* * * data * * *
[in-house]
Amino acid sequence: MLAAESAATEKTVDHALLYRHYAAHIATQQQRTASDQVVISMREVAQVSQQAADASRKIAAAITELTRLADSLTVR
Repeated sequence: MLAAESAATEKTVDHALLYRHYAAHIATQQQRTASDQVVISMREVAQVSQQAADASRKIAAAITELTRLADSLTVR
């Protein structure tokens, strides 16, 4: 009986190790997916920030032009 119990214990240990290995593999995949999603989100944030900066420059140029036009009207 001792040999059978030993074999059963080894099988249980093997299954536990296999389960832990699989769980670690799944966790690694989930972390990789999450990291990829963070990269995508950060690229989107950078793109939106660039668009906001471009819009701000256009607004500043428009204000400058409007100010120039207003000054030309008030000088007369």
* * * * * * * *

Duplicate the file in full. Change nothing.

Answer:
[in-house]
Amino acid sequence: MLAAESAATEKTVDHALLYRHYAAHIATQQQRTASDQVVISMREVAQVSQQAADASRKIAAAITELTRLADSLTVR
Repeated sequence: MLAAESAATEKTVDHALLYRHYAAHIATQQQRTASDQVVISMREVAQVSQQAADASRKIAAAITELTRLADSLTVR
């Protein structure tokens, strides 16, 4: 009986190790997916920030032009 119990214990240990290995593999995949999603989100944030900066420059140029036009009207 001792040999059978030993074999059963080894099988249980093997299954536990296999389960832990699989769980670690799944966790690694989930972390990789999450990291990829963070990269995508950060690229989107950078793109939106660039668009906001471009819009701000256009607004500043428009204000400058409007100010120039207003000054030309008030000088007369």